Morrison writes of Africans flying in Song of Solomon, as does Walter Mosely in 47.  These are not references to Icarus as one might automatically think, depending on the lenses being worn, but, instead, refer to John the Conqueror and the traditional belief that before being brought to America,  he, along with other Africans could fly----and that some still could and might possibly return home in this manner.

We read so often about Rosa Parks being tired as the reason for sitting, negating her choice and agency in the events that lead up to, and followed her now--famous arrest. See previous related post, She Would Not Be Moved: Celebrating Rosa Parks.
What lenses are we wearing?  

Are we reading and sharing books that allow us to determine and examine the lenses  being worn by others?  

For example, as we consider Christopher Columbus, we may want to offer several versions of texts, telling as  many sides of the story as we can. Follow the Dream: The Story of Christopher Columbus by Peter Sis tells the story from the perspective of Columbus and also his crew, while  Encounter by Jane Yolen tells the story from the perspective of the people he encountered.


Our responses to both children and adults, to their conversations and their writing--- our responses to who they are--- are filtered through the personal lenses that we wear. 

We view butterflies (and everything) according to our experiences and knowledge---or lack thereof.  One of my favorite stories illustrating this point is  Butterflies by Patricia Grace. 

I have shared this story  with teachers many times as we talk about responding to our students' writing.   Below is the last part of the story. Click here to read the entire story.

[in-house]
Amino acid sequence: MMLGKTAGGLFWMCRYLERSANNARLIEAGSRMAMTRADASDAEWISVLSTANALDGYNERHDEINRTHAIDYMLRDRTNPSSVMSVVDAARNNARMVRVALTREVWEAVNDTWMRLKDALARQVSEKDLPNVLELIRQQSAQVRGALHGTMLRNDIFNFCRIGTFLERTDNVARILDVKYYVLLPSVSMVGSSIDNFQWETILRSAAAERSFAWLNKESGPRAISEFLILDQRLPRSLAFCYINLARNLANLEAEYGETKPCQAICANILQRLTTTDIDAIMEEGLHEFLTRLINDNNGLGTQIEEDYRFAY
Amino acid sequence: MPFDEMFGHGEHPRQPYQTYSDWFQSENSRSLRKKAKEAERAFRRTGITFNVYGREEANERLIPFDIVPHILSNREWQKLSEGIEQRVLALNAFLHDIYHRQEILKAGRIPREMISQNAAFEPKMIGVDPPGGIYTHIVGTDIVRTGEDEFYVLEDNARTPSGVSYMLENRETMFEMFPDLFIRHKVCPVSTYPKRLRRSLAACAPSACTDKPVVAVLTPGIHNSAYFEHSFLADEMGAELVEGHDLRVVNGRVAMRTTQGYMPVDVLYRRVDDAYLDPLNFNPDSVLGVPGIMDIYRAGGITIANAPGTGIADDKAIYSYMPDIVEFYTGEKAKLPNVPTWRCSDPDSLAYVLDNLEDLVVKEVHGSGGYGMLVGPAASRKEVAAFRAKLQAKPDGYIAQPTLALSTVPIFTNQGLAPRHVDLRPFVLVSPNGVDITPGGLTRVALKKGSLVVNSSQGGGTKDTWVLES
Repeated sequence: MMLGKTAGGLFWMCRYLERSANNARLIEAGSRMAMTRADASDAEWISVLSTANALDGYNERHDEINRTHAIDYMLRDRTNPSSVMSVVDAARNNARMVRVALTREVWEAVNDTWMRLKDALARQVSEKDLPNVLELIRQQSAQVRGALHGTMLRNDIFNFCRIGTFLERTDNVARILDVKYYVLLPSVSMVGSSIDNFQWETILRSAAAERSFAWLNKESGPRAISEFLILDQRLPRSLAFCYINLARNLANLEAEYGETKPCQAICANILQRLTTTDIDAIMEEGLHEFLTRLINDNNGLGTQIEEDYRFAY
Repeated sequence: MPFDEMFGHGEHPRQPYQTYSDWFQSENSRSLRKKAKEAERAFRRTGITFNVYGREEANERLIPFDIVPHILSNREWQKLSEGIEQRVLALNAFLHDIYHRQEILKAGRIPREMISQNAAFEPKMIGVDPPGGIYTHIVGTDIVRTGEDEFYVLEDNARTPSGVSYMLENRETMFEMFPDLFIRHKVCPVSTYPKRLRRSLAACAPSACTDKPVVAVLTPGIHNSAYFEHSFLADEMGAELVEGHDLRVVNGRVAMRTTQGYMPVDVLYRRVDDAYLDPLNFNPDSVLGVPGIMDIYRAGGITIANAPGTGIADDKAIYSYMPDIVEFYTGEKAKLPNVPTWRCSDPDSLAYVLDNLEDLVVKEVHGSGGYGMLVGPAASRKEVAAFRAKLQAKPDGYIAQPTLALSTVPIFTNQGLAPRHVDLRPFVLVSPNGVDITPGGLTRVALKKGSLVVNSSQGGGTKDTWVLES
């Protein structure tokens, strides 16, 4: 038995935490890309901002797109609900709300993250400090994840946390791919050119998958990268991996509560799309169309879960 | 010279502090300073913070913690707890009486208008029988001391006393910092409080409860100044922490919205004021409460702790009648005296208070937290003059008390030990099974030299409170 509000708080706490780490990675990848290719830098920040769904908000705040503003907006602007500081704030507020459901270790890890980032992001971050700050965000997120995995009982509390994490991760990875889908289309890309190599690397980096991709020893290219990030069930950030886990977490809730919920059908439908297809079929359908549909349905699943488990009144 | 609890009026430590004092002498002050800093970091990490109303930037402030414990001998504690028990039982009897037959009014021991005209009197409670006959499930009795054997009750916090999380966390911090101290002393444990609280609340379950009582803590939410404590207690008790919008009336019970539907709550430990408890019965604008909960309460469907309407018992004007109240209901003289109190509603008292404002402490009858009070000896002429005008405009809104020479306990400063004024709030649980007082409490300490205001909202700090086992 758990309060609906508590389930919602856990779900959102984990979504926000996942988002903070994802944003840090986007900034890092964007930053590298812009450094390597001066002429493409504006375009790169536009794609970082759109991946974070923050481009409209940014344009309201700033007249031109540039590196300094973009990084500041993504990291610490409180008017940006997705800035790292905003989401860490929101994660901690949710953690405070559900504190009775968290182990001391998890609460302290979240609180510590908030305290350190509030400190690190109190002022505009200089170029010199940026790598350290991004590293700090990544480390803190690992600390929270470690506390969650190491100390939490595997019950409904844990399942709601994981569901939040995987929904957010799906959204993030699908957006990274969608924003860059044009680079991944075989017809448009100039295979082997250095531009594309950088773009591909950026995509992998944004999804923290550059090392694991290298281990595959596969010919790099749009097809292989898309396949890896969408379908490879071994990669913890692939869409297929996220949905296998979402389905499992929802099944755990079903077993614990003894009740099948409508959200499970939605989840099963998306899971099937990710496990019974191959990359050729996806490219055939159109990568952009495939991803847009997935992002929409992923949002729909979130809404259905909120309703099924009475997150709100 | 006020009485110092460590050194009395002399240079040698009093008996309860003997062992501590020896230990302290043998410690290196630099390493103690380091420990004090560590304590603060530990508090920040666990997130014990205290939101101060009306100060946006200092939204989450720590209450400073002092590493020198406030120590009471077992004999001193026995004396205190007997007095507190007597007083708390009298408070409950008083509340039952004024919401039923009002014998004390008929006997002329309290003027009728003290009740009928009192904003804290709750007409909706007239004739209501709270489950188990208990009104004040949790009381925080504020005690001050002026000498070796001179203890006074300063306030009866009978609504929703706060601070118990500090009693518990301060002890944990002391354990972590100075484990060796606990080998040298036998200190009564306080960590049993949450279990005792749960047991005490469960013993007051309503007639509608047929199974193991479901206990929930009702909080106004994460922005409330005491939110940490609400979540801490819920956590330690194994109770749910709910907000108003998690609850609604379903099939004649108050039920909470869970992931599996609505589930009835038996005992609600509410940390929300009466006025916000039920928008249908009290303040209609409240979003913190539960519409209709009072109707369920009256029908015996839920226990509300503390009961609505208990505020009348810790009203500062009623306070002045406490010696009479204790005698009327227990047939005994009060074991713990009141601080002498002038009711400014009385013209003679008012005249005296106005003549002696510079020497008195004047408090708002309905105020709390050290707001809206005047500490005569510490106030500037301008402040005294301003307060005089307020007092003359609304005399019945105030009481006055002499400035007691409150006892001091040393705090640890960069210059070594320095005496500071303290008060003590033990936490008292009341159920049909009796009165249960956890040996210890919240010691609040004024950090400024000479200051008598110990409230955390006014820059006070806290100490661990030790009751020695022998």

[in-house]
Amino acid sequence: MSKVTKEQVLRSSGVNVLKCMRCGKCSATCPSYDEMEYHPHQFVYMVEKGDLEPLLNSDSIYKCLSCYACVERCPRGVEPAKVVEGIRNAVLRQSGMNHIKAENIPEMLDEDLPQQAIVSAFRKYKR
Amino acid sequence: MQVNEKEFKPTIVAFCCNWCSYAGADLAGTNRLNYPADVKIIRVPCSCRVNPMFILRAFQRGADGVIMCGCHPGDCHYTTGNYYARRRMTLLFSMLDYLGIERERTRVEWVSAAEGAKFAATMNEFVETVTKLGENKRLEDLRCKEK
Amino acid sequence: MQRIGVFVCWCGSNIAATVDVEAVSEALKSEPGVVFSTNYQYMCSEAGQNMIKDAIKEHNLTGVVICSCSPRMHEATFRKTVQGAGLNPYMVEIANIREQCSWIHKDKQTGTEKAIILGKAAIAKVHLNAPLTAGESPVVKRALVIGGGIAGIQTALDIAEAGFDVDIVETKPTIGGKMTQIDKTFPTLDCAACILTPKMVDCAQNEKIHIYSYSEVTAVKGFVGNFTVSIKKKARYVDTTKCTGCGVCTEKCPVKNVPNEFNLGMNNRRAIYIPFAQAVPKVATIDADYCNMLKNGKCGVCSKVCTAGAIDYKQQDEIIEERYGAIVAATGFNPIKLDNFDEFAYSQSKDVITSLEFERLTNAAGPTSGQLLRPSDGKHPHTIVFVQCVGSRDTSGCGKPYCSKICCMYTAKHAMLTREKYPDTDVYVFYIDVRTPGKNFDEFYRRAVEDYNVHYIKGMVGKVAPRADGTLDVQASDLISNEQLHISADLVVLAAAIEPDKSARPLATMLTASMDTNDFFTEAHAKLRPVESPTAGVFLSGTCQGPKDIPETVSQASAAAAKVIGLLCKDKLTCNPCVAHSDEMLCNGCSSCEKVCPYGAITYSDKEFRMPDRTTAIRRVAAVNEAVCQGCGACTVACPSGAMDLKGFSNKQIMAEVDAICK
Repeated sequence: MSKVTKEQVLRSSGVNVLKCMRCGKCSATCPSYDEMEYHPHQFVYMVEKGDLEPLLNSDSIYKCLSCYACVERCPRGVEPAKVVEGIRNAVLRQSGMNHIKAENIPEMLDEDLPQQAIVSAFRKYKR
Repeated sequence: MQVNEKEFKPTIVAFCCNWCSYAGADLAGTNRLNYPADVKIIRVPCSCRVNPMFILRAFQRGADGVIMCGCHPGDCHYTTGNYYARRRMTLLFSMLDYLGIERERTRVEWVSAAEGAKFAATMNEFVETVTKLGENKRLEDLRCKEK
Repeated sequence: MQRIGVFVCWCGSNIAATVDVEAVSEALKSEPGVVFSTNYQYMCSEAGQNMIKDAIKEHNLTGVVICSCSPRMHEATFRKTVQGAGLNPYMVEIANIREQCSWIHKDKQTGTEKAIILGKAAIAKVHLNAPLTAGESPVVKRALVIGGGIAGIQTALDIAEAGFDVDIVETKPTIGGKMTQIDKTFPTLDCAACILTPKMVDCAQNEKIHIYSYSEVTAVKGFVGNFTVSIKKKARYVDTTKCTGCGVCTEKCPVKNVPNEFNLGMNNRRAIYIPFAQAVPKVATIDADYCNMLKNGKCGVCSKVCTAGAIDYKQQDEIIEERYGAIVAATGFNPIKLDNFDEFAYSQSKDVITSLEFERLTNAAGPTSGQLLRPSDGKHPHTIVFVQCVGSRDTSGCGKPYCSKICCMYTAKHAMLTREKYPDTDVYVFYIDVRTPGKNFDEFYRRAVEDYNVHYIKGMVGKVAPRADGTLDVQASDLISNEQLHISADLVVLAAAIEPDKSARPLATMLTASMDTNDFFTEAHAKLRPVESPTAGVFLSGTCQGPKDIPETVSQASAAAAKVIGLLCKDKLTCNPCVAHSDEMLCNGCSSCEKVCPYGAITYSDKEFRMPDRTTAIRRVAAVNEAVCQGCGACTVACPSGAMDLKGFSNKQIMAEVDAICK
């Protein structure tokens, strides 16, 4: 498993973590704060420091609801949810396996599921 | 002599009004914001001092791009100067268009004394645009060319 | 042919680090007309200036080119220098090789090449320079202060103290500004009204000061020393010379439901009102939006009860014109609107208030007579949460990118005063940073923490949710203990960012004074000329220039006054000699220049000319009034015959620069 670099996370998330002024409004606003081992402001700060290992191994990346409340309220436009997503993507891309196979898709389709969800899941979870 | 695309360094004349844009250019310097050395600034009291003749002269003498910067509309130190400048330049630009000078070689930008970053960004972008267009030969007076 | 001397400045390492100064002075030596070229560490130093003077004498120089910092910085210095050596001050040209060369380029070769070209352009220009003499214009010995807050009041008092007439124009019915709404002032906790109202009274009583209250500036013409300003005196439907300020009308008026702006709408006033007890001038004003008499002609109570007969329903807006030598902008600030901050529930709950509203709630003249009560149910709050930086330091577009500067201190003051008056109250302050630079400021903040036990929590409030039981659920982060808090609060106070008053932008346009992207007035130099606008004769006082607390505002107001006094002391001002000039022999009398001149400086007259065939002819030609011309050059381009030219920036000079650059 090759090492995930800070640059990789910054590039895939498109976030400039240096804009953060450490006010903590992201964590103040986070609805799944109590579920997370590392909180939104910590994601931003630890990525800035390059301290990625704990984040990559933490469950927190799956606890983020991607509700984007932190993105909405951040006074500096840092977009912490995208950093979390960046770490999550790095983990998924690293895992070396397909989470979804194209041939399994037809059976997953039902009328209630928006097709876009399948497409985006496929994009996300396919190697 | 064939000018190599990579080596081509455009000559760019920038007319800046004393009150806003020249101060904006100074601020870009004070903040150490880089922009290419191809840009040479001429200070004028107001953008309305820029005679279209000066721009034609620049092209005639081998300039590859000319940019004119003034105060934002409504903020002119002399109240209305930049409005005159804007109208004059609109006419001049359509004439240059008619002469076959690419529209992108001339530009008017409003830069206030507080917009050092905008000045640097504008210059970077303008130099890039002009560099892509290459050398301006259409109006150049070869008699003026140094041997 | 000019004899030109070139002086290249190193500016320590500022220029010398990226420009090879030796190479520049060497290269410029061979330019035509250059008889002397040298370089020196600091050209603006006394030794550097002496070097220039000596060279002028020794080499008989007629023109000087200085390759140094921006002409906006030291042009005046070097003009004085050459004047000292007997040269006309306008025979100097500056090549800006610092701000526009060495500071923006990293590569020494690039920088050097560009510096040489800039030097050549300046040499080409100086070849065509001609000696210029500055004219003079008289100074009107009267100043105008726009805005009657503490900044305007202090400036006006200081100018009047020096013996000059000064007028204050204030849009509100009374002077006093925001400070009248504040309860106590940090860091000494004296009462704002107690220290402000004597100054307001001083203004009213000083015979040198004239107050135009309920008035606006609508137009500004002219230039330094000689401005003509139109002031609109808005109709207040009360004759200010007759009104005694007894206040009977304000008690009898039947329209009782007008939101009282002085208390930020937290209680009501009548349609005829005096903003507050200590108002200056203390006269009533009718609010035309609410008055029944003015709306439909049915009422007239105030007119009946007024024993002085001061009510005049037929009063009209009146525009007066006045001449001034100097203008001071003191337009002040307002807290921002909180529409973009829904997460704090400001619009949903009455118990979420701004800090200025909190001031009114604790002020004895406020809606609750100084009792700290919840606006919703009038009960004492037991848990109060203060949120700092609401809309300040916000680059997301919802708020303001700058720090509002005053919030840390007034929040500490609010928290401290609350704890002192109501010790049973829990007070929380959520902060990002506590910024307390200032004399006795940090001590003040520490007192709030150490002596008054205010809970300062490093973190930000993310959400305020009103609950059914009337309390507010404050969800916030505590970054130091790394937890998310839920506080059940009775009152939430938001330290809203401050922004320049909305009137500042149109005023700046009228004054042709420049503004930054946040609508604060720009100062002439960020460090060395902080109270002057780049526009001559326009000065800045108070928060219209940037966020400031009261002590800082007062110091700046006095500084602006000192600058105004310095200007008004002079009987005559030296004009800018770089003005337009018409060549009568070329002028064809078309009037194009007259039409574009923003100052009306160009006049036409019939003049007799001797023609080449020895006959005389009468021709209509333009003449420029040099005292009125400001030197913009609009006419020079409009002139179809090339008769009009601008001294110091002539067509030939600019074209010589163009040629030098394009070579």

....You write your story?”
“What’s your story?”
“About the butterflies.”
“Get your book then. Read your story.”
The granddaughter took her book from her schoolbag and opened it.
“I killed all the butterflies,” she read. “This is me and this is all the butterflies.”
“And your teacher like your story, did she?”
“I don’t know.”
“What your teacher say?”
“She said butterflies are beautiful creatures. They hatch out and fly in the sun. The
butterflies visit all the pretty flowers, she said. They lay their eggs and then they die. You don’t kill butterflies, that’s what she said.”
The grandmother and the grandfather were quiet for a long time, and their granddaughter, holding the book, stood quite still in the warm garden.
“Because you see,” the grandfather said, “your teacher, she buy all her cabbages from the supermarket and that’s why.”

What lenses did the Grandparents wear? The child?  The teacher?

Best-selling Nigerian author Chimamanda Adichie, eloquently talks about the importance of telling and hearing all sides of the story in her  TED Talk, The Danger of a Single Story.

What is your story? What lenses do your wear?

You may want to also read previous related post Wrapping Our Words in a Container Lining.

Today's Deeper Writing Possibility

Who are you and what  lenses do you wear?  
List your roles, indentities, positionings, philosophies---- all the lenses that you wear.

For example, my list includes: woman, black woman, wife, stepmother, daughter, Christian,  Episcopalian,retired educator, short person, middle-aged? etc.

Consider the book you are currently reading.

Who is telling the story?
Whose story is being told?

What does the author know, believe, and feel?
What does the author assume you know and believe?
What does __________ (character) know, believe, and feel?

What does this text say about the world?
What is your own perspective?

Write a reflective piece about the perspectives, positionings, philosophies, messages and images in your book.                                                
What did you learn about your own lenses? Your own story? The story of others?

1 comment:

  1. This comment has been removed by a blog administrator.